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Foam rollers: why do I need one and what do they do?

How-To-Use-A-Foam-RollerWhy it's worth investing in a decent foam roller

I came across Pulseroll at The National Running Show 2018 and was impressed from the offset. Pulseroll offer vibrating foam roller products, the first I’d seen, and really it’s genius. I’ve had to use foam rollers before, the static kind, and when you’re struggling with DOMS it can sometimes hurt too much to give it your all. I’ve instead opted to using a Theragun on occasion (they cost a small fortune but they are amazing, for those of you wondering!), and it’s virtually the same concept here; getting the muscles moving and the blood flowing.

What can a foam roller be used for?

A foam roller can help to release painful knots and stimulate blood flow – a handy performance and recovery tool to have in the home that can be used both before and after a workout, and even by those of you who aren’t too keen on working out.

The idea is that you self-massage over painful knots and tense muscles of your body, known as Myofascial Release, effectively giving yourself a deep tissue massage.

Foam rollers can be used for:

  • Injury prevention pre-workout
  • Recovery post-workout
  • Muscle stiffness
  • Chronic back pain
  • To improve your posture
  • Improve flexibility and range of motion

What’s the difference between a static foam roller and a vibrating one?

Foam rollers are really great, and if you don’t have a lot of money then a regular static foam roller will do just fine. They can be uncomfortable – especially if you’re knew to foam rolling or you’re in a lot of pain.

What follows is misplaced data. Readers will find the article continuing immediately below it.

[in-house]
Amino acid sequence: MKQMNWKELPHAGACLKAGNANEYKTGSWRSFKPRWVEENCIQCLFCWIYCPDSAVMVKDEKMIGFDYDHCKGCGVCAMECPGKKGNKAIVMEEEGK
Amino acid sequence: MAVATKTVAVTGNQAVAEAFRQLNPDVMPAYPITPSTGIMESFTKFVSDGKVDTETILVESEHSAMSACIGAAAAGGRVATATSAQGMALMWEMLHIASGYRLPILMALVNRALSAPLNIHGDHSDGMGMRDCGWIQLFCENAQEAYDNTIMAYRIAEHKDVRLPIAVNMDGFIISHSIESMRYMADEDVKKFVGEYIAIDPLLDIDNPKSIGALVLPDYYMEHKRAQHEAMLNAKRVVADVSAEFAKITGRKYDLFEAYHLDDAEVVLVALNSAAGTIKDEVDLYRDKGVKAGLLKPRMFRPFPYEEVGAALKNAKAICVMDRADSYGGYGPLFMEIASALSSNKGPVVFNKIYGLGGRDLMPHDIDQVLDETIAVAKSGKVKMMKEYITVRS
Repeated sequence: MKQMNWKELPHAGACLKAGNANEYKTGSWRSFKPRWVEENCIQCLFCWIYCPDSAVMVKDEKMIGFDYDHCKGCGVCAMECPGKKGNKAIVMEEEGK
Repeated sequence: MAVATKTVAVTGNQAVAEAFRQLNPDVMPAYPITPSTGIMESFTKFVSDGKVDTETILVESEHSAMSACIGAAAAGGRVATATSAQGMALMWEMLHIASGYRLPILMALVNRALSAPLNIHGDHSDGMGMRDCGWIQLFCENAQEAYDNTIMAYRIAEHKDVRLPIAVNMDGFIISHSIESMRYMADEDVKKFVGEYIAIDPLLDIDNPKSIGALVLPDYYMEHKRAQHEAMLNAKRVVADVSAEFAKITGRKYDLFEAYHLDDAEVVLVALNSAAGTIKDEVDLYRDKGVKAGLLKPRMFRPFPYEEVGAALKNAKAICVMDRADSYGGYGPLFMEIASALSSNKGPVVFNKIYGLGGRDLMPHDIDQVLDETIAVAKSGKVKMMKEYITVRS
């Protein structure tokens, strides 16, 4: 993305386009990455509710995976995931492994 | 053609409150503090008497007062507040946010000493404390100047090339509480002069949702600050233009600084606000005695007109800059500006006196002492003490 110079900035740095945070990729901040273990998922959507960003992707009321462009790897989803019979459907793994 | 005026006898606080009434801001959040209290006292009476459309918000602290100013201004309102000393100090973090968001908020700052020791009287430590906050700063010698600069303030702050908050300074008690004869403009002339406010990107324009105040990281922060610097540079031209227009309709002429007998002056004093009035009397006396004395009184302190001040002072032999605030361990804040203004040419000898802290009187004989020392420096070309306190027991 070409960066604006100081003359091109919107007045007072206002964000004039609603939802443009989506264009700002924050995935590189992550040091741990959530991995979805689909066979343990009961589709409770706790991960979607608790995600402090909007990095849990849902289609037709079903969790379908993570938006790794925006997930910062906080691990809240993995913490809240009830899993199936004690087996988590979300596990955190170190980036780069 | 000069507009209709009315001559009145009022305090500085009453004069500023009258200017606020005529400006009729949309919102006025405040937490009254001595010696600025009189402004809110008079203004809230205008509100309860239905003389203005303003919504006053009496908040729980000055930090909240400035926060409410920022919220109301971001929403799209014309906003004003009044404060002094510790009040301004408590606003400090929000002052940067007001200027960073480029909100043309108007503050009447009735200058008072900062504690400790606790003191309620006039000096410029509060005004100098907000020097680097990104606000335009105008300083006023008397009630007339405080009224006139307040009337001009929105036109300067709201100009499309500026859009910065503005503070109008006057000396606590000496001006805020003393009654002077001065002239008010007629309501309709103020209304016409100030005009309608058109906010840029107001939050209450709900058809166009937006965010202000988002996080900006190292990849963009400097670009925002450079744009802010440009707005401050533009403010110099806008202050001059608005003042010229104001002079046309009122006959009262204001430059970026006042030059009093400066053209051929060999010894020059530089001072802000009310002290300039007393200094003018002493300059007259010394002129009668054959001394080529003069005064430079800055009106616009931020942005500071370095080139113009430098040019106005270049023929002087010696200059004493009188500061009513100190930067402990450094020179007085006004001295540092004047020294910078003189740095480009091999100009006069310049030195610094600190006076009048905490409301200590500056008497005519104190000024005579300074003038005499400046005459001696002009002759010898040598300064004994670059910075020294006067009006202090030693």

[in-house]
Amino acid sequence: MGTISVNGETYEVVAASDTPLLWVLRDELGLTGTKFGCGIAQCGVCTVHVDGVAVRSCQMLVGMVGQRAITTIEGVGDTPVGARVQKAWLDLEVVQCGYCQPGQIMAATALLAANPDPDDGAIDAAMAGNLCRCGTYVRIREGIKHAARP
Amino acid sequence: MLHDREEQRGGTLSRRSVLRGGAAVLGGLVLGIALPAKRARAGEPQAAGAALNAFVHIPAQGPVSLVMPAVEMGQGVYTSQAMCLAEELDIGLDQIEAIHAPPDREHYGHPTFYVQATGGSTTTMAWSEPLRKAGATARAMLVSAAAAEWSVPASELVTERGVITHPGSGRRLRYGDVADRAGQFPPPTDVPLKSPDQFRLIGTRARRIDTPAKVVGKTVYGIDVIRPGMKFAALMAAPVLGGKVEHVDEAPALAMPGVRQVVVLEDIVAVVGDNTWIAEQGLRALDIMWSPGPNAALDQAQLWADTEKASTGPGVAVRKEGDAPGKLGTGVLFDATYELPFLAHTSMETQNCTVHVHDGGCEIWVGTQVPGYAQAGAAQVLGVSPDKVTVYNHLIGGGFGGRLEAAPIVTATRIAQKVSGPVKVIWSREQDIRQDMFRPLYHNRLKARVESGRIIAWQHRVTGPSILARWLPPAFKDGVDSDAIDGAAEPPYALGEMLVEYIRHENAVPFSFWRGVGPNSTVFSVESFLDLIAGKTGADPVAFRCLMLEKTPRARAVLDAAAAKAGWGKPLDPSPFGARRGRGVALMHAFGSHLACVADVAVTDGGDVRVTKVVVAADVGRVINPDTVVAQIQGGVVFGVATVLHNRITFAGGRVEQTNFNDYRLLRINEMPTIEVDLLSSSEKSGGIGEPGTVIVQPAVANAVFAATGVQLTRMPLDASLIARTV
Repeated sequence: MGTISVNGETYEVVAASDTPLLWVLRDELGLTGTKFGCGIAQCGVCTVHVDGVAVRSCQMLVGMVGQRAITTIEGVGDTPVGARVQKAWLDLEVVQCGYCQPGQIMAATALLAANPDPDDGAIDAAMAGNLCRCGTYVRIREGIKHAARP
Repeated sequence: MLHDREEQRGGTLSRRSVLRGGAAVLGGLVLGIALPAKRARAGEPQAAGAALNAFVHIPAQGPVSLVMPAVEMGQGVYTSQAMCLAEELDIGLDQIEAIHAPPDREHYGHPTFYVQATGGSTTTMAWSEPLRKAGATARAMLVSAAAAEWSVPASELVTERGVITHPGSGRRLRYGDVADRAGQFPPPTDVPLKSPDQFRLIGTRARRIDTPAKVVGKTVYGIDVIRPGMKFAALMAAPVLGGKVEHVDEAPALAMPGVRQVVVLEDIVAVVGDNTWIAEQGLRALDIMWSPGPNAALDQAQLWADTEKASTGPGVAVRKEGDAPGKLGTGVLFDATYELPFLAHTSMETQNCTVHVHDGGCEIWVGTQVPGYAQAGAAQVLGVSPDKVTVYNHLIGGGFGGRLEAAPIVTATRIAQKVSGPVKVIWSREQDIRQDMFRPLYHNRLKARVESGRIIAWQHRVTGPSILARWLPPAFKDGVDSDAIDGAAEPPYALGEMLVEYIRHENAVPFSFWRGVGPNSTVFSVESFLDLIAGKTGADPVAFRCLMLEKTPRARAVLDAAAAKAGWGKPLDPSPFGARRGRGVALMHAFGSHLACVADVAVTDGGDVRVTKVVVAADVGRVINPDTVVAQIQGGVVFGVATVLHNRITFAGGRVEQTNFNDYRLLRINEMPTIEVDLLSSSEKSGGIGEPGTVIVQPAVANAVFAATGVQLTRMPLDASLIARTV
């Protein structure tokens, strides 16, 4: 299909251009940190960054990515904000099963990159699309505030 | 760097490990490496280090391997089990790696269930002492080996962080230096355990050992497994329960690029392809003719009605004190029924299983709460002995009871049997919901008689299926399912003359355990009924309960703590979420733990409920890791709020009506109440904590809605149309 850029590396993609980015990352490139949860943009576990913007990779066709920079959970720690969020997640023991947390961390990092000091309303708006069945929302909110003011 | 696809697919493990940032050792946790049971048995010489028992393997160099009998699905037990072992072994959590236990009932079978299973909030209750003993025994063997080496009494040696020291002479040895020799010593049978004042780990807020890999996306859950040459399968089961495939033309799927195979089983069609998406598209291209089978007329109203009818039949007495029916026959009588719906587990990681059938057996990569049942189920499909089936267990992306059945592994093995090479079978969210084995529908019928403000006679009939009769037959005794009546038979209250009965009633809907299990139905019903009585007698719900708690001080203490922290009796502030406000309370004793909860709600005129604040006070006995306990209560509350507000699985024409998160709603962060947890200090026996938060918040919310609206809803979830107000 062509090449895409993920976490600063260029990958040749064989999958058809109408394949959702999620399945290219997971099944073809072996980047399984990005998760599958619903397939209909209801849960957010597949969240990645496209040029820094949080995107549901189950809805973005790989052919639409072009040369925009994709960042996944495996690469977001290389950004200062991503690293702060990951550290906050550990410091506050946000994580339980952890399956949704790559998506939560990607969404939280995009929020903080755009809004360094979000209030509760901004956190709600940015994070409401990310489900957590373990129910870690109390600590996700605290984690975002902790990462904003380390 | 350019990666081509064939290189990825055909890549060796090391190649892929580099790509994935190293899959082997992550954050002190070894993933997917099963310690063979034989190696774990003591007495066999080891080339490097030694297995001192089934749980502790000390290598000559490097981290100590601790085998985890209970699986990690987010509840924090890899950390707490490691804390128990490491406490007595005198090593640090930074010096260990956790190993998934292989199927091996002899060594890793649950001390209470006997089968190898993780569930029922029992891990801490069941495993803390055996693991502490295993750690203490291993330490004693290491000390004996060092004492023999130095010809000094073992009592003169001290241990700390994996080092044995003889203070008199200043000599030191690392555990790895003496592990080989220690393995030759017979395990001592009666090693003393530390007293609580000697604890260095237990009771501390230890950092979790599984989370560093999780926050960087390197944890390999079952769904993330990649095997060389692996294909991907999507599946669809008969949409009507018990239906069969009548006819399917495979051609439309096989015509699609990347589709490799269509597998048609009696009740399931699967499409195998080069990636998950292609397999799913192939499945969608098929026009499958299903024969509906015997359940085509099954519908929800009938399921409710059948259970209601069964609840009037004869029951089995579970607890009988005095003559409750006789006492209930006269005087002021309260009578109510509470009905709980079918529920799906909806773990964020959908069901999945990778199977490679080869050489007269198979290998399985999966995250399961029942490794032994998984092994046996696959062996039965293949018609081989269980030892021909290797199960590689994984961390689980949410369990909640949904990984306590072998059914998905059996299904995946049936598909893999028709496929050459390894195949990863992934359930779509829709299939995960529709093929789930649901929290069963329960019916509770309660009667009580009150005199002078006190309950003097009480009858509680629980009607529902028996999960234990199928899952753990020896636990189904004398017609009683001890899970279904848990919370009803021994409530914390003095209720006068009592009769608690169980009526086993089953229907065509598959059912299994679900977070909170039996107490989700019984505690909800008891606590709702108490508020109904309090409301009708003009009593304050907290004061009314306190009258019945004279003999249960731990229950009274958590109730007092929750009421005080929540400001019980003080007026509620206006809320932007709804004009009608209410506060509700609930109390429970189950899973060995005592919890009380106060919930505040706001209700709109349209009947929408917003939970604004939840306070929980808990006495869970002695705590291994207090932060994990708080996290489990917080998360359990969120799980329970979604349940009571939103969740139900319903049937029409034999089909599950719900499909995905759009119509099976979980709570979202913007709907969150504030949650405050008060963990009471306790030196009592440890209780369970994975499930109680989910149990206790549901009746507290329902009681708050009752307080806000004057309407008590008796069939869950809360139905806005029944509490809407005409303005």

A vibrating foam roller will make the process slightly less uncomfortable. It will also go further in calming any tissue damage and getting the flood flowing back through.

How do you use a foam roller?

Pulseroll have a great ‘how to use‘ section on their website full of videos on how to use your foam roller depending on what muscle area you’re targeting.

A few suggested movements for warming up include:

Calves – sit on the floor with your legs extended in front of you. Place the foam roller underneath one calf and rest your other foot on the floor for balance, then use your hands to bring your hips off the floor, rolling from the foam roller from your ankle to the back of your knee. Do the back of your calves, as well as turning your leg inwards and outwards. Repeat on both legs.

Iliotibial band – This one requires a little balance and may take a few attempts to master. Lie on your side with the foam roller underneath you and close to your hip; for balance, cross your leg over and rest your foot on the floor. One forearm should be on the floor and the other should be helping balance you upright. Now you need to pull yourselves back and forth, rolling from your outer hip to just above your knee.

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